51
invariant is generally used to characterize granular base materials.
The relationship is of the form
K
E = K^e 2 Eqn. 2.5
where
E = granular base/subbase modulus,
0 = first stress invariant or bulk stress, and
K K = material constants
1 2
The subgrade stiffness, on the otherhand, has been found to be a
function of the deviator stress (stress difference). For fine-grained
soils, resilient modulus decreases with increase in stress difference
(78). The mathematical representation of the subgrade stiffness is of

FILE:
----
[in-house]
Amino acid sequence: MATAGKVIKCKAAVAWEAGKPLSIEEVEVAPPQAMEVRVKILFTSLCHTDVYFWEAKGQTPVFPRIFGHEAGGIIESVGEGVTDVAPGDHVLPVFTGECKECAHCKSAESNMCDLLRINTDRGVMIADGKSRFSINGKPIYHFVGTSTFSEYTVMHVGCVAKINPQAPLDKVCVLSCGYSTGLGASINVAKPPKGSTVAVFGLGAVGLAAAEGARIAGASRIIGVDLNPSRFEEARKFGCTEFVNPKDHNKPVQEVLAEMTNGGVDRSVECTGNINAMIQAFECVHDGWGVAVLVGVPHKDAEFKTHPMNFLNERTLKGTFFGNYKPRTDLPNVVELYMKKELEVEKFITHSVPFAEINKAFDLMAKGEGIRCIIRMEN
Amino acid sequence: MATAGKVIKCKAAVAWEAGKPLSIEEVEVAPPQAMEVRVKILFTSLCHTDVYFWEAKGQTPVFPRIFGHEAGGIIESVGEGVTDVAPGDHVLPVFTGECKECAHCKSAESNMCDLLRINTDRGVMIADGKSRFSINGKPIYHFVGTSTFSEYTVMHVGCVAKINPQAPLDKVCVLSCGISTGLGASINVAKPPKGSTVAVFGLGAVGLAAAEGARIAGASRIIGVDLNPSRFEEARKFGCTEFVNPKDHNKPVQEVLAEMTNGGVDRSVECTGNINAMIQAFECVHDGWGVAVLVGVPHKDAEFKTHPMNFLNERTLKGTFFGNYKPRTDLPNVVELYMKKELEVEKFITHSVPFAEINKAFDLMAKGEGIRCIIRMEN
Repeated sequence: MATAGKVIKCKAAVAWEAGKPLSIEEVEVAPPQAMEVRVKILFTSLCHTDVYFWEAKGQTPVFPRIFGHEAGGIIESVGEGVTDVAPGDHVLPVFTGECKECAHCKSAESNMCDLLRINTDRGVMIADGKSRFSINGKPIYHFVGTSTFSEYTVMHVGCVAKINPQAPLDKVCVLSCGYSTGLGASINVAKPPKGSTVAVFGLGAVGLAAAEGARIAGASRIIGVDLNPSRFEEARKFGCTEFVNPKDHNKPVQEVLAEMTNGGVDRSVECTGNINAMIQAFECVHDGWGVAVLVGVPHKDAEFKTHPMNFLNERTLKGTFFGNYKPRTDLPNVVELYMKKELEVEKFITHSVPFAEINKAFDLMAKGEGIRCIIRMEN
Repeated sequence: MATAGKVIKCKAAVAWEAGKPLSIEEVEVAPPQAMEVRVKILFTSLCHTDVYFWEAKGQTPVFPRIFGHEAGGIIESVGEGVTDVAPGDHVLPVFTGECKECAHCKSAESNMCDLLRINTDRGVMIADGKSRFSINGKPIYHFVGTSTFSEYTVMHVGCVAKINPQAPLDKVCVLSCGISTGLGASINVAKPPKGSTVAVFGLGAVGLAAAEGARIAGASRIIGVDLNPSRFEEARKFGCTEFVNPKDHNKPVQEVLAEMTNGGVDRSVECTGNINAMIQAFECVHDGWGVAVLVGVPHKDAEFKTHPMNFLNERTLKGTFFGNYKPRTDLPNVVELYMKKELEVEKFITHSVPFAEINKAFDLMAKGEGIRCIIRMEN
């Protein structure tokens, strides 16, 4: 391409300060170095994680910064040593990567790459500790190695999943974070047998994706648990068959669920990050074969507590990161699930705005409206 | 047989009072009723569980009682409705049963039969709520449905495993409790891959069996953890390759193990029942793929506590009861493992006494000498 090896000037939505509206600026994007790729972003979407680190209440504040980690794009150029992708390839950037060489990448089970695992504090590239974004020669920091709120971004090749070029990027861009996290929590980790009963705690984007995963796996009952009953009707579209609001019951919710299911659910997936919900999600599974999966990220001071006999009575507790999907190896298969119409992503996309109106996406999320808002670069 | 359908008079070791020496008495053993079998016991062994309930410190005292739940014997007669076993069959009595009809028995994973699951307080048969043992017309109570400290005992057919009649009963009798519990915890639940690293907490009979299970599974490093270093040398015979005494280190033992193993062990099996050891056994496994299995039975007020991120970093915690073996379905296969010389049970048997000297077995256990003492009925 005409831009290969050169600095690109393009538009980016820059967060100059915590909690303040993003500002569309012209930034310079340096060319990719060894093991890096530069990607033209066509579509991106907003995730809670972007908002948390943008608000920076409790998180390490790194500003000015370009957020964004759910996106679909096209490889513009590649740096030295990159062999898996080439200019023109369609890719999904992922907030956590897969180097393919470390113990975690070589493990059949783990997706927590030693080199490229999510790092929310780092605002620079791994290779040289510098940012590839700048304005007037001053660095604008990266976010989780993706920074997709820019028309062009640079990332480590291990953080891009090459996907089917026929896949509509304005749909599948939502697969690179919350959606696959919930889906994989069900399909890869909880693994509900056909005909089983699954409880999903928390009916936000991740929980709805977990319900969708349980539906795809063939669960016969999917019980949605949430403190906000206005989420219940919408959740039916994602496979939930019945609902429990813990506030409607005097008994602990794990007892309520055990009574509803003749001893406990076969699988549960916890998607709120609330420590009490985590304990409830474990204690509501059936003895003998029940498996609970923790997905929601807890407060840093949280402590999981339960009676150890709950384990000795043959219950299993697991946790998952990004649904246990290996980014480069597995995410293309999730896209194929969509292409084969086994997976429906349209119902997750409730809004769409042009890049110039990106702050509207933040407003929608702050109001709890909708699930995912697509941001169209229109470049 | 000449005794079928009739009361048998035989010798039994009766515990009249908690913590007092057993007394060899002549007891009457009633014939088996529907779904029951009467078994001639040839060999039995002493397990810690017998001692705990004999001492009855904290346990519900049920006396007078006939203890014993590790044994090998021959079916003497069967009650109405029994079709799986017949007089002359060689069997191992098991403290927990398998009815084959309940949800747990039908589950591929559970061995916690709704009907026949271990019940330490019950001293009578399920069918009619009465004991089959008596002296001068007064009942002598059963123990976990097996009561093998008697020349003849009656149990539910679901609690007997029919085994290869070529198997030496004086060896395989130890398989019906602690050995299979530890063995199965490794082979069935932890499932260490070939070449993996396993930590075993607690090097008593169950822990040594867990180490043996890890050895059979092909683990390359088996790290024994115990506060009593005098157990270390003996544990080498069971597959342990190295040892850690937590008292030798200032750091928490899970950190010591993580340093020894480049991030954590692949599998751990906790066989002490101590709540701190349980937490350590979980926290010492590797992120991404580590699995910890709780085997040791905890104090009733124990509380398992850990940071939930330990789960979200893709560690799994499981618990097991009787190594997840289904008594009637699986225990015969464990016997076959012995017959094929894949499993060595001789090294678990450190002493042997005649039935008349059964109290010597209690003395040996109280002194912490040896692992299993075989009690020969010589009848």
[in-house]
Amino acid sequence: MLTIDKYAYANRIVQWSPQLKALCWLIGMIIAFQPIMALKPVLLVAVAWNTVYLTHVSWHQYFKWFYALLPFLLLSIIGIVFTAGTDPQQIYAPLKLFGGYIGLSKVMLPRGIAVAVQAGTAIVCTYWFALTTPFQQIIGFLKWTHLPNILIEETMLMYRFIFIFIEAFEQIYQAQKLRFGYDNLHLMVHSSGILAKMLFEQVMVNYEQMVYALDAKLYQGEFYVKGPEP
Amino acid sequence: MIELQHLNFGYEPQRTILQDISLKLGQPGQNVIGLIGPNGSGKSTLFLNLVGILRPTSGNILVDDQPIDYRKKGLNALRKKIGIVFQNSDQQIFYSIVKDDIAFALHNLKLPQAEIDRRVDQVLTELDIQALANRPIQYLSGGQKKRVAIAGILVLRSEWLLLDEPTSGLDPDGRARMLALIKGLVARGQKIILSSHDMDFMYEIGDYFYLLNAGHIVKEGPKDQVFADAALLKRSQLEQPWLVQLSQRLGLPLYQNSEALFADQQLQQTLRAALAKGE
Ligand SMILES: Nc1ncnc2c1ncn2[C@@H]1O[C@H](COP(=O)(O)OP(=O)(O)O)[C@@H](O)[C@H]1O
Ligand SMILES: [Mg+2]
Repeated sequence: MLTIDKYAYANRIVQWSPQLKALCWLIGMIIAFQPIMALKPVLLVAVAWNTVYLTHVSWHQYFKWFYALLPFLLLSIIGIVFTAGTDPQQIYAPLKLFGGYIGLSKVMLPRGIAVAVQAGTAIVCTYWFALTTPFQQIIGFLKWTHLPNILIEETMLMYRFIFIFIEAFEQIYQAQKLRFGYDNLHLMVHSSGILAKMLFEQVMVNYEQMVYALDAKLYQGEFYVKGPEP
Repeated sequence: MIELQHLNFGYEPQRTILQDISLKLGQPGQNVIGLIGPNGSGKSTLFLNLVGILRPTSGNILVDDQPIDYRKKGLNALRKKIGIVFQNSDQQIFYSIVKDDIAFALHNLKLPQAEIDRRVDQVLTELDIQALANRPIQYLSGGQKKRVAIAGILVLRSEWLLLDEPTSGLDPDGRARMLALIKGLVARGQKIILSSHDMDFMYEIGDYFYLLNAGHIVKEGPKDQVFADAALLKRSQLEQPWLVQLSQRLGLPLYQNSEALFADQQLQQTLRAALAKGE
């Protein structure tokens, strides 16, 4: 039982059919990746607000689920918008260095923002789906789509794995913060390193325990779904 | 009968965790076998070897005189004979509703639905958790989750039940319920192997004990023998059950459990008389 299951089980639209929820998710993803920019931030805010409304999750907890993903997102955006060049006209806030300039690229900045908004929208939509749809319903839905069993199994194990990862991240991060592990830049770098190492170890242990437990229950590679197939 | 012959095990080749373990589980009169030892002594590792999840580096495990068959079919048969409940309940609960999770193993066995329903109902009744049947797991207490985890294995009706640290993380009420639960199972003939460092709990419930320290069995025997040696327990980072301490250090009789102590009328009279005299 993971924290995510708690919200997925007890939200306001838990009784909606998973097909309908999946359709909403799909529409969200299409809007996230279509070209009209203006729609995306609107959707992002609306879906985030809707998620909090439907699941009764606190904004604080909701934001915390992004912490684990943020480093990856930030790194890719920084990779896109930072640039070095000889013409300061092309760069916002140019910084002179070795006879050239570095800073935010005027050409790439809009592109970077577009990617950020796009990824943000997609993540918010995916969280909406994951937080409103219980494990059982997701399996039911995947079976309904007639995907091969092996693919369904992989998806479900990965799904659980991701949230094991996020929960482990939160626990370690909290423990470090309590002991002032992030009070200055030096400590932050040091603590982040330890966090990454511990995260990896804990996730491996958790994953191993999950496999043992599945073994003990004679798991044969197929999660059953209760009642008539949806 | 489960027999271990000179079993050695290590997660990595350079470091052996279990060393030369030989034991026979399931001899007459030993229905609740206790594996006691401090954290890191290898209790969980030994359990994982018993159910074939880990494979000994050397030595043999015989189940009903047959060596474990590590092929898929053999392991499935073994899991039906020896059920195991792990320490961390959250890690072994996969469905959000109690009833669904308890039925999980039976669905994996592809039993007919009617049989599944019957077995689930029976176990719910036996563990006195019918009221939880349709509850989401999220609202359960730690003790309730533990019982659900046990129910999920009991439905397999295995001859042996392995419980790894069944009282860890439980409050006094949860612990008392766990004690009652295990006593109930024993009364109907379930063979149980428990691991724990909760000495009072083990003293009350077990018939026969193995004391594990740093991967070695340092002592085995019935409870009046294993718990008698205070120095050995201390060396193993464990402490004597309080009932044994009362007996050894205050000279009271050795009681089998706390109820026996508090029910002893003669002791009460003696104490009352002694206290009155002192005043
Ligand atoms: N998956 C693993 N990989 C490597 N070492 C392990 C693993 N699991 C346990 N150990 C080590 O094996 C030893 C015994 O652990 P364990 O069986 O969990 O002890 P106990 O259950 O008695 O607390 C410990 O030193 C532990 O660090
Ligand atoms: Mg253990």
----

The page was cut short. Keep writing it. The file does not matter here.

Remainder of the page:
the form
E
Eqn. 2.6
where
E = subgrade modulus
a = stress difference, and
A, B = material constants for the subgrade
The constant B(slope) is less than zero for the stress-softening model,
while for the stress-stiffening model, the slope is greater than zero.
The stress-dependency approach of characterizing pavement materials
is of great importance for high traffic loadings. Situations in which
high traffic loadings occur are larger aircraft loadings in the case of
airfield pavements, and when heavy wheel loads and/or single tire